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Why I Would Refuse to Perform Field Sobriety Tests

If you are in a situation where an officer is asking you to "perform " field sobriety tests, the officer already thinks you are intoxicated.

It is difficult to not do what a police officer asks you to do. We are taught as children to do what they say and obey. Many times, we may feel like we need to go along with an Officer's requests, only to suffer the consequences of a conviction later on. Even grown adults can and will be intimidated by police contact. Despite officers' use of power-imbalances and intimidation techniques, it is usually best practice to remain respectful to the officers.

If you are in a situation where an officer is asking you to "perform " field sobriety tests, the officer already thinks you are intoxicated (Legal Definition of Intoxicated:­ Not having the normal use of your mental and physical faculties due to alcohol, drug, or a combination) Note: The definition is important because not having our normal use of our faculties can be caused by a lot of things besides alcohol and drugs. The officer has been taught to get you to follow his directions and perform the Walk and Turn test, the One Leg Stand test, and the Horizontal Gaze Nystagmus test. Additionally, the officer may ask you a series of tricky questions. The officer will not tell you that you have the right to refuse these tests. The officer is looking for what he calls "clues of intoxication" to support his assumption and use later in a trial for his conclusion that you were intoxicated. The officers will not realistically consider any of the many innocent reasons or causes for the "clues" because all they need to arrest you for DWI is probable cause. When the case goes to trial, the officer and prosecutor want to win by getting a judge or jury to say "guilty".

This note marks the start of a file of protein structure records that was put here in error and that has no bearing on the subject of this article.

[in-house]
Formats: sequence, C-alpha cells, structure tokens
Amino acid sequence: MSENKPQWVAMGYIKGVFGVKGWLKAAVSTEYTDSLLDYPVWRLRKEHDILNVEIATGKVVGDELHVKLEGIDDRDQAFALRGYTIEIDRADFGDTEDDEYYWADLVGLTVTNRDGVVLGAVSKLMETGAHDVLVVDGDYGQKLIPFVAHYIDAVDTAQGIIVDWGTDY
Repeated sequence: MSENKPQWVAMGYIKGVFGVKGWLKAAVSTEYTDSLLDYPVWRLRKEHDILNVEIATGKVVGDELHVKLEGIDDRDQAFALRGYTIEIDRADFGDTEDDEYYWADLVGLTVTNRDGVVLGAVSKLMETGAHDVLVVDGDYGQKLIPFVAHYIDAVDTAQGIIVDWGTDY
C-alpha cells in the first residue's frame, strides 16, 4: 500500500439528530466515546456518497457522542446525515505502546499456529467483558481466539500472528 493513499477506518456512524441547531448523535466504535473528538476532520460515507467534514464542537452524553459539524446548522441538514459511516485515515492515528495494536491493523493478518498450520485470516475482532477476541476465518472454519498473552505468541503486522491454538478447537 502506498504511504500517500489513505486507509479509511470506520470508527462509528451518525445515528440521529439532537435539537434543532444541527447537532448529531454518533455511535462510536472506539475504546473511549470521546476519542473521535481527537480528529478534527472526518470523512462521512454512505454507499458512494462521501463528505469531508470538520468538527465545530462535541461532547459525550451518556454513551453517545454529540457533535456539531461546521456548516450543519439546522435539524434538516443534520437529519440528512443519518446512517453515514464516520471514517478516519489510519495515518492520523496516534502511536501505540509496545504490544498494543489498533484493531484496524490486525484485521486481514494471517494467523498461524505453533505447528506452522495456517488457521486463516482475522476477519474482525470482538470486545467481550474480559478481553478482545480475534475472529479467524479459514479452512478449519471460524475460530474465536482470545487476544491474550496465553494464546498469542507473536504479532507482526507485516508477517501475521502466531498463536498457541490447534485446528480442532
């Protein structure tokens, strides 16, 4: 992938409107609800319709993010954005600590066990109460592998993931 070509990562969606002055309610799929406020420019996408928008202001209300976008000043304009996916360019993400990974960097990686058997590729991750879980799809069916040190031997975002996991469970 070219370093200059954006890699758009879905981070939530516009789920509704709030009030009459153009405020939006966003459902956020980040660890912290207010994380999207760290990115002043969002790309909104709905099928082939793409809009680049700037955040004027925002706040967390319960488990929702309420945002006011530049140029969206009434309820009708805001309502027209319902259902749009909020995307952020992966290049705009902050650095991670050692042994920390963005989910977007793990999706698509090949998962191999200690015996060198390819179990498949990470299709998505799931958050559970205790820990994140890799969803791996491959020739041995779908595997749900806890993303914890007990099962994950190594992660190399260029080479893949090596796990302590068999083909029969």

The Walk and Turn and the One Leg Stand- Why refuse?

Most people cannot perform these tests perfectly, with or without alcohol or drugs in their system. Even if you do them perfectly, they might not be recorded properly by the officer, or the recording could be lost before trial. I've read a lot of police reports, and the audio/visual recording always looks better than what the officer prints in his or her written report.

If we are tired, exhausted, ill, nervous, scared, have bad knees, etc., we will not be perfect in the way we talk, respond to questions, or perform these sobriety tests. If I were asked to perform sobriety tests, it would be a judgment call at the time of the officer's request, but I would want to be sure I could knock them out of the park. I would have to be confident that nothing (innocent or not) would prevent me from doing them perfectly.


Horizontal Gaze Nystagmus (HGN) - Why refuse?

I was taught to "never say never", so I won't this time either, even though I want to say it. The officers are taught to look for an involuntary jerkiness in your eyeballs as you move them from side to side while following their pen or finger. You can't feel a nystagmus and wouldn't know if you have one regardless of what caused it. The police rarely record what your eyeballs are doing as they move from side to side and the officers are free to interpret, report, and testify any result they choose, and we have no real way to rebut it. Should you get lucky and perform the walking and balance tests perfectly, the prosecutor would blame that on your tolerance and say, "The eyes don't lie". And so, it is a No from me.

Whether you agree to perform these tests or not, most of the time you will be arrested regardless. So, when they say, "Ma'am/Sir- I'm going to have you do some tests to see if you are okay to drive," just be respectful and tell them No until you have had a chance to talk to a lawyer.